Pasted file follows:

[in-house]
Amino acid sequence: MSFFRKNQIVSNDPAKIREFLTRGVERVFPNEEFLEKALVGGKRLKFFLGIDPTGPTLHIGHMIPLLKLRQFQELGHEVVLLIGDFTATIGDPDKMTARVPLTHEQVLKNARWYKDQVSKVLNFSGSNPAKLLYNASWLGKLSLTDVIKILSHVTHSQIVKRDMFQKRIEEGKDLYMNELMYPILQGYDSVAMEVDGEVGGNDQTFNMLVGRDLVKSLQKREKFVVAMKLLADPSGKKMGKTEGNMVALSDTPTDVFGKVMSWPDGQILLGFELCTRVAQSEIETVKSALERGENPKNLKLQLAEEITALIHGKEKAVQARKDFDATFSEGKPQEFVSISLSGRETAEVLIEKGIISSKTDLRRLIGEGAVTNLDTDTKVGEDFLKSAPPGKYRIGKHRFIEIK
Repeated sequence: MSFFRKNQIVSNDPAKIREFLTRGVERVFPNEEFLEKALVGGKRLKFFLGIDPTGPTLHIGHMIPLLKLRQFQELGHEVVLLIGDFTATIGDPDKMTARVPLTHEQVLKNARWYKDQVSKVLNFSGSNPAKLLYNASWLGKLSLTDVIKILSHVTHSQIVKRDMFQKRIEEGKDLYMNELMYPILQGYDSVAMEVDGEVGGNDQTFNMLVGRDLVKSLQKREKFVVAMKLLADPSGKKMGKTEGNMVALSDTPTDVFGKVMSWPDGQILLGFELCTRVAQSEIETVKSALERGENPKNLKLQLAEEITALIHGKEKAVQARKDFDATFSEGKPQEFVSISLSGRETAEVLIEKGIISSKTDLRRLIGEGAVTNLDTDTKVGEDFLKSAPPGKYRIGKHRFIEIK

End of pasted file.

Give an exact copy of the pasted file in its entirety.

[in-house]
Amino acid sequence: MSFFRKNQIVSNDPAKIREFLTRGVERVFPNEEFLEKALVGGKRLKFFLGIDPTGPTLHIGHMIPLLKLRQFQELGHEVVLLIGDFTATIGDPDKMTARVPLTHEQVLKNARWYKDQVSKVLNFSGSNPAKLLYNASWLGKLSLTDVIKILSHVTHSQIVKRDMFQKRIEEGKDLYMNELMYPILQGYDSVAMEVDGEVGGNDQTFNMLVGRDLVKSLQKREKFVVAMKLLADPSGKKMGKTEGNMVALSDTPTDVFGKVMSWPDGQILLGFELCTRVAQSEIETVKSALERGENPKNLKLQLAEEITALIHGKEKAVQARKDFDATFSEGKPQEFVSISLSGRETAEVLIEKGIISSKTDLRRLIGEGAVTNLDTDTKVGEDFLKSAPPGKYRIGKHRFIEIK
Repeated sequence: MSFFRKNQIVSNDPAKIREFLTRGVERVFPNEEFLEKALVGGKRLKFFLGIDPTGPTLHIGHMIPLLKLRQFQELGHEVVLLIGDFTATIGDPDKMTARVPLTHEQVLKNARWYKDQVSKVLNFSGSNPAKLLYNASWLGKLSLTDVIKILSHVTHSQIVKRDMFQKRIEEGKDLYMNELMYPILQGYDSVAMEVDGEVGGNDQTFNMLVGRDLVKSLQKREKFVVAMKLLADPSGKKMGKTEGNMVALSDTPTDVFGKVMSWPDGQILLGFELCTRVAQSEIETVKSALERGENPKNLKLQLAEEITALIHGKEKAVQARKDFDATFSEGKPQEFVSISLSGRETAEVLIEKGIISSKTDLRRLIGEGAVTNLDTDTKVGEDFLKSAPPGKYRIGKHRFIEIK